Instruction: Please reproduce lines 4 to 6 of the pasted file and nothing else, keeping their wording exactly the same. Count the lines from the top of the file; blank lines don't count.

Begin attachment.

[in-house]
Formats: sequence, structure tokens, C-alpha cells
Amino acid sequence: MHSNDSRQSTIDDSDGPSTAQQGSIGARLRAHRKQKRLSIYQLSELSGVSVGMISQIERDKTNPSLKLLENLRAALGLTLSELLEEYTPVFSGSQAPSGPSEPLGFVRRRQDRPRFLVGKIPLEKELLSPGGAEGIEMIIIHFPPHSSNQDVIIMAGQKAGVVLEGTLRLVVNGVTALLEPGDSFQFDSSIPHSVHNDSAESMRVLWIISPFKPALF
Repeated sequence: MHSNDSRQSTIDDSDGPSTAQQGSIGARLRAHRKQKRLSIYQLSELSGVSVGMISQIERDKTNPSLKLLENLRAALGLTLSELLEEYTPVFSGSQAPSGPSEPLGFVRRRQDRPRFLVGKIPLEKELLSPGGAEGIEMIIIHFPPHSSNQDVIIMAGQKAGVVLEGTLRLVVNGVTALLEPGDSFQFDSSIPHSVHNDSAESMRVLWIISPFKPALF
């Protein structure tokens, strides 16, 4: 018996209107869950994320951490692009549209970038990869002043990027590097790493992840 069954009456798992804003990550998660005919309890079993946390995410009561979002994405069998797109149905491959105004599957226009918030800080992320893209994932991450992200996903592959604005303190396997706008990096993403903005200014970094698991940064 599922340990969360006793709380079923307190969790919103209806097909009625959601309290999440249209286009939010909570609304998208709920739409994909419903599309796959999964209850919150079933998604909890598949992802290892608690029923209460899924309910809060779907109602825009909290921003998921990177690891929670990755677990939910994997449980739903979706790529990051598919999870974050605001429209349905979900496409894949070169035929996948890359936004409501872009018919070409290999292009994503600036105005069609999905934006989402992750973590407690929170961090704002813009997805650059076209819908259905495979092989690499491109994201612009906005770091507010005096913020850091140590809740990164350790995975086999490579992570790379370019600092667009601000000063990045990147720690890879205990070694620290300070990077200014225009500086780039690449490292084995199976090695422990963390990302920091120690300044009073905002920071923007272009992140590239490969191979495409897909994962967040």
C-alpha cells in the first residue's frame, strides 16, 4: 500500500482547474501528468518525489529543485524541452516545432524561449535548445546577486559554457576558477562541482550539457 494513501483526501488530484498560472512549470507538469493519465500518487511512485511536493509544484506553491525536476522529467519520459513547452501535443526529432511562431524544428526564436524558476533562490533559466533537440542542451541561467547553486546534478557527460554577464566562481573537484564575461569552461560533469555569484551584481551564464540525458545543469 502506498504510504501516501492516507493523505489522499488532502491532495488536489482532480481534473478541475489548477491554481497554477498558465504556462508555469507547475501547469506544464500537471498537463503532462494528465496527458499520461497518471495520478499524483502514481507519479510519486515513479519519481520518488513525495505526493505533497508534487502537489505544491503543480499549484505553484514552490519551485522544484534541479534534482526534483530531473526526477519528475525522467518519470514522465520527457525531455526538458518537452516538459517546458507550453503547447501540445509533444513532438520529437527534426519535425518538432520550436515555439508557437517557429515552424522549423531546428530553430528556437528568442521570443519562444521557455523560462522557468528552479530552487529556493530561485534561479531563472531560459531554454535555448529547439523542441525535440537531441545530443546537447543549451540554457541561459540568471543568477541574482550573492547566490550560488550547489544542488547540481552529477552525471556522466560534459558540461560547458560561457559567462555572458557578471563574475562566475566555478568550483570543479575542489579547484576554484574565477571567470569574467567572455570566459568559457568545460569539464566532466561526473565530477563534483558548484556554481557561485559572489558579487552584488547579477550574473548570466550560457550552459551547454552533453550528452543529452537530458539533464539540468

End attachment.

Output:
Repeated sequence: MHSNDSRQSTIDDSDGPSTAQQGSIGARLRAHRKQKRLSIYQLSELSGVSVGMISQIERDKTNPSLKLLENLRAALGLTLSELLEEYTPVFSGSQAPSGPSEPLGFVRRRQDRPRFLVGKIPLEKELLSPGGAEGIEMIIIHFPPHSSNQDVIIMAGQKAGVVLEGTLRLVVNGVTALLEPGDSFQFDSSIPHSVHNDSAESMRVLWIISPFKPALF
């Protein structure tokens, strides 16, 4: 018996209107869950994320951490692009549209970038990869002043990027590097790493992840 069954009456798992804003990550998660005919309890079993946390995410009561979002994405069998797109149905491959105004599957226009918030800080992320893209994932991450992200996903592959604005303190396997706008990096993403903005200014970094698991940064 599922340990969360006793709380079923307190969790919103209806097909009625959601309290999440249209286009939010909570609304998208709920739409994909419903599309796959999964209850919150079933998604909890598949992802290892608690029923209460899924309910809060779907109602825009909290921003998921990177690891929670990755677990939910994997449980739903979706790529990051598919999870974050605001429209349905979900496409894949070169035929996948890359936004409501872009018919070409290999292009994503600036105005069609999905934006989402992750973590407690929170961090704002813009997805650059076209819908259905495979092989690499491109994201612009906005770091507010005096913020850091140590809740990164350790995975086999490579992570790379370019600092667009601000000063990045990147720690890879205990070694620290300070990077200014225009500086780039690449490292084995199976090695422990963390990302920091120690300044009073905002920071923007272009992140590239490969191979495409897909994962967040």
C-alpha cells in the first residue's frame, strides 16, 4: 500500500482547474501528468518525489529543485524541452516545432524561449535548445546577486559554457576558477562541482550539457 494513501483526501488530484498560472512549470507538469493519465500518487511512485511536493509544484506553491525536476522529467519520459513547452501535443526529432511562431524544428526564436524558476533562490533559466533537440542542451541561467547553486546534478557527460554577464566562481573537484564575461569552461560533469555569484551584481551564464540525458545543469 502506498504510504501516501492516507493523505489522499488532502491532495488536489482532480481534473478541475489548477491554481497554477498558465504556462508555469507547475501547469506544464500537471498537463503532462494528465496527458499520461497518471495520478499524483502514481507519479510519486515513479519519481520518488513525495505526493505533497508534487502537489505544491503543480499549484505553484514552490519551485522544484534541479534534482526534483530531473526526477519528475525522467518519470514522465520527457525531455526538458518537452516538459517546458507550453503547447501540445509533444513532438520529437527534426519535425518538432520550436515555439508557437517557429515552424522549423531546428530553430528556437528568442521570443519562444521557455523560462522557468528552479530552487529556493530561485534561479531563472531560459531554454535555448529547439523542441525535440537531441545530443546537447543549451540554457541561459540568471543568477541574482550573492547566490550560488550547489544542488547540481552529477552525471556522466560534459558540461560547458560561457559567462555572458557578471563574475562566475566555478568550483570543479575542489579547484576554484574565477571567470569574467567572455570566459568559457568545460569539464566532466561526473565530477563534483558548484556554481557561485559572489558579487552584488547579477550574473548570466550560457550552459551547454552533453550528452543529452537530458539533464539540468